What a country Iceland, so beautiful! For all people who think “oh I always want to go there again” Just do it! Just to drive through alone is fantastic. Lava fields with flowers, mountains and cliffs with waterfalls everywhere, the landscape and vegetation are constantly changing along the way, and we have actually only seen a small part. Yes it is expensive and touristy, but if you search a bit further there are always affordable ways. If you go for longer than a week it is probably cheaper to go with your own tent / car or camper because renting is quite expensive. And of course you don’t have to go in high season, shoulder seasons are nice and not that cold.

This morning before we flew we took a quick coffee in Reykjavik, but the city actually isn’t too exciting. Maybe it was because it was a Sunday morning. The coffee here is not that great either by the way, that’s a bit of a shame. Everywhere it is a weak cup of coffee, some looked even more like tea than coffee. After days of drinking saggy coffee, we had turned our hope to the hip hipster coffee bars with overly friendly American waitresses in Reykjavik, but even there it wasn’t much better haha. Fortunately we received a free refill, jeej ahum. Off to Vancouver!


Of course we did some necessary preparation before we left. In addition to reading lots of great books and travel literature, we have done the following:


  • Attended a multi-day first aid course
  • TEFL certificate achieved (eg, to be able to work as an English teacher)

Bike Arjette:

  • New tires with reinforced inner tube
  • New oil filter
  • Windshield
  • Usb port
  • Case set H & amp; B
  • New chains and sprockets < / li>


  • Attended a bike maintenance course
  • Attended a photocourse

Motor Erik:

  • New tires with reinforced inner tube
  • Valve cover tightened
  • New oil filter
  • Suitcase set H & amp; B
  • New chains and sprockets
  • added a USB port


  • A day course off-road motorcycle followed by Arjan Brouwer.
  • Multiple camping trips made to the Ardennes & all equipment tests.
  • Spanish for half a year every week attended classes at the Volksuniversiteit.
  • Vaccinations completed, DTP, Hep. A, Hep. B, yellow fever and Rabies.

Preparation time

About 2 years. Not full time but small steps every now and then. Not only because of limited time but also since we needed the time to save money.


We both ride a Yamaha XT 600 Enduro, 1 cylinder. The bikes are still fairly light (160 kg unloaded) and maneuverable. They can also withstand some poundings. There is little electronics on it which makes repairs easier. The maximum speed is around 140 km / h but that isn’t comfortable anymore. Up to 110 km / h is a nice cruse speed.


We both added panniers on the bike from H & B. We chose hard case instead of bags because of hard cases seems less theft sensitive to us. The cases can be locked and are also locked onto the frame. Another advantage is that they are waterproof and can take a beating. As a bonus you can take them off and use as a stool. They are made of aluminum, if there a dent or crack comes in, this can still be repaired as this is harder with plastic cases.

In addition, we opted for an Ortlieb waterproof bag of 89L on top of the panniers. In yellow for some extra visibility.

Camping equipment


We wanted a tent of good quality, could withstand quite a bit of wind, is spacious enough for us and all our luggage and big enough to spend a day for when it rains. Not too heavy, quick to use and in a natural color.

We choose a Robens Fairbanks tipi tent. The tent is made of cotton and therefore costs a little more than the average tent. Yet for a cotton tent, it is still fairly light (9 kg), this is partly because it has no separate inner tent and only 1 aluminum pole. Because of the design, it can handle wind speeds of up to 168km. The tent is really spacious on the inside. It is a 3 person tent and therefore has enough space for our stuff and we even can stand upright next to the pole, which makes dressing easier. There is a small awning so we can cook when it rains, and with nice weather you can put it away completely so only the mosquito netting separates you from the stars until you fall asleep. We have tested the tent several times, also for longer periods and it feels really good.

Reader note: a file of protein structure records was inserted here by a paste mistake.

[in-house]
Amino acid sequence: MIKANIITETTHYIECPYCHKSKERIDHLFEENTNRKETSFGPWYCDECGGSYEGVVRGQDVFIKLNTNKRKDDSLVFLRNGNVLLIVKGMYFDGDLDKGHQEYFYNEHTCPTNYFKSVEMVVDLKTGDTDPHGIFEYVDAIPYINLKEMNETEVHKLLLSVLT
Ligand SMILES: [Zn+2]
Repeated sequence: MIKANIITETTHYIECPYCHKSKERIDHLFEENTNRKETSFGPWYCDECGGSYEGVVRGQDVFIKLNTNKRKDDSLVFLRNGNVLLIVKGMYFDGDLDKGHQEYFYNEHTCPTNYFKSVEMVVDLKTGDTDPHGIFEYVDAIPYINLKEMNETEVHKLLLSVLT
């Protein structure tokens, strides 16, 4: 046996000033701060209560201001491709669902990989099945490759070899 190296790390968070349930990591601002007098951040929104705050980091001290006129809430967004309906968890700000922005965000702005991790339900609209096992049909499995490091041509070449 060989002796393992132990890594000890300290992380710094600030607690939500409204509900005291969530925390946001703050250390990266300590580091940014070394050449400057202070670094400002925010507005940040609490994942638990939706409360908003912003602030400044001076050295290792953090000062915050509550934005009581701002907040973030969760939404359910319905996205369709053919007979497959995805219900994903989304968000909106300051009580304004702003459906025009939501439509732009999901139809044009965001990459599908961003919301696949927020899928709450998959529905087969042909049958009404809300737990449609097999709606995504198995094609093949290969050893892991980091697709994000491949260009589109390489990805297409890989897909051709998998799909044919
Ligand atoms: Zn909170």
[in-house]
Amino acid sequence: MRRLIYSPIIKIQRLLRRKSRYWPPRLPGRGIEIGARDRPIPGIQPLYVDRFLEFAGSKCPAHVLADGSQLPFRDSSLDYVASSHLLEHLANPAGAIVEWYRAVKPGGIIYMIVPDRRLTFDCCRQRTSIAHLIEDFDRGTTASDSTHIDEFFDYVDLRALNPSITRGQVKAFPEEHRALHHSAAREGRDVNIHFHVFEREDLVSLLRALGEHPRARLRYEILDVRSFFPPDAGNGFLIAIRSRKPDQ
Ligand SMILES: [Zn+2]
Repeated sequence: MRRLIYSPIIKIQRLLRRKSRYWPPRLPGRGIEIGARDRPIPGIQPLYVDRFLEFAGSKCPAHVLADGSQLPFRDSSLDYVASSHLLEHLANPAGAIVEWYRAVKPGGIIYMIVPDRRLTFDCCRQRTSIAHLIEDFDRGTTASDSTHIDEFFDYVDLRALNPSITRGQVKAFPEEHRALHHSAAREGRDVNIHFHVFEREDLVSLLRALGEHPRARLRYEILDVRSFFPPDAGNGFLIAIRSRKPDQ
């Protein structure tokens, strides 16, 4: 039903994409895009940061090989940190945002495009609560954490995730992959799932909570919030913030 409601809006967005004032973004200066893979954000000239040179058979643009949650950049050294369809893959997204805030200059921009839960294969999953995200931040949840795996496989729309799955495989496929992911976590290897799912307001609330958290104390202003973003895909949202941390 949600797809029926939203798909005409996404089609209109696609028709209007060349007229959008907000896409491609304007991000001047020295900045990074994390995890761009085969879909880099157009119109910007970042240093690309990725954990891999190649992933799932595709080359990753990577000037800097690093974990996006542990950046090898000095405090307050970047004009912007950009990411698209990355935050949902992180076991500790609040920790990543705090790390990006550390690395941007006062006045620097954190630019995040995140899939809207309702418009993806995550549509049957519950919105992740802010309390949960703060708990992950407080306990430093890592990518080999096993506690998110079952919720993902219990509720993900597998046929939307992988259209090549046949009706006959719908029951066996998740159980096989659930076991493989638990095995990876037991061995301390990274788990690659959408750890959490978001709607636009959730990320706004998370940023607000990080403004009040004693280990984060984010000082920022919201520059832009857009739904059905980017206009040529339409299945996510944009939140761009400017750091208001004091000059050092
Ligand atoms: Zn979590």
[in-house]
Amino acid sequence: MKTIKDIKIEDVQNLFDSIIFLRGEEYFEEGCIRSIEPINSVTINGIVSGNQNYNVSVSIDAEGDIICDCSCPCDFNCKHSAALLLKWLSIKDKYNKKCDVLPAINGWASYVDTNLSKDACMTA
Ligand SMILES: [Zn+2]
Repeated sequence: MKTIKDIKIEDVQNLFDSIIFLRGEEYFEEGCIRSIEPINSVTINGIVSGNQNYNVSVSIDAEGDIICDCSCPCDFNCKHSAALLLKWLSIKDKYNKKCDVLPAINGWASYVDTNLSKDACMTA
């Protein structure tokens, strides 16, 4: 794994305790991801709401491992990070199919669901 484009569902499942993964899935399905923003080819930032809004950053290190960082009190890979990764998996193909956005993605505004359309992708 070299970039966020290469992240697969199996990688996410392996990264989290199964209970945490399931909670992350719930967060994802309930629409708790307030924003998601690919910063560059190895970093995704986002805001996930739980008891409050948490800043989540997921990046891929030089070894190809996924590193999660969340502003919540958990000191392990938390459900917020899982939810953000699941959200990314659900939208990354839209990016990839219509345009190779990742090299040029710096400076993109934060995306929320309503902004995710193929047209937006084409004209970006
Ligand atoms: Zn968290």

Sleeping mats:

We have exped mats with built-in hand pump (although we often inflate them by mouth as this is quicker) 9 cm thick. First we had mats from another brand, they were thinner. That wasn’t quite as comfy. That is not so bad for a night but also after several nights we suffered from it and since we will have to sleep on it for a longer period of time … That shows the importance of testing your material before you travel. We sold them at home and bought others. The mats are tied together with so that you still have a cozy double bed. That system works very well, no sliding of mats and no problems with ropes sticking in your back, whatsoever.

Sleeping bags:

Finding good sleeping bags is difficult if you want to sleep together comfortably but also can handle some cold temperatures. You would need a mummy, but they cannot be zipped together and, in addition, are not particularly animal-friendly (filled with geese / duck feathers). Eventually we found a good compromise, the Nomad triple s-xl sleeping bags. Suitable for three seasons and can be zipped together. Quite small to store and can be tightened on several places, so that you still have the mummy effect. With a sheet in it, we slept in it when it was below 0 degrees at night. We weren’t cold, but after a few nights you still catch a cold, despite beanies and a hood attached to the sleeping bag, you simply cannot protect your face against the cold. Next time a balaclava?


After a day of driving it is important that you can sit and relax. Most comfortable seats take up a lot of space. The smaller seats often do not have a long backrest. The Robens Observer is one of the few seats in a small package with a good backrest. We found the version with armrests just a tad too expensive. We finally bought a cheaper copy of this one.

Cooking set:

We opted for a multi-fuel burner, because we thought it would be useful to be able to cook on gasoline as we always carry that with us in the tank. and wherever we can ride, we can cook

Motorcycle clothing:

We both have an alpine star Andean suit in a light color. Furthermore, we both have waterproof boots with gore-tex and Arjette even has winter gloves with goretex, thinsulate and wrist pockets to put in heated gel cushions. Arjette also has an extra back protector in her jacket. For the warmer days we have summer gloves.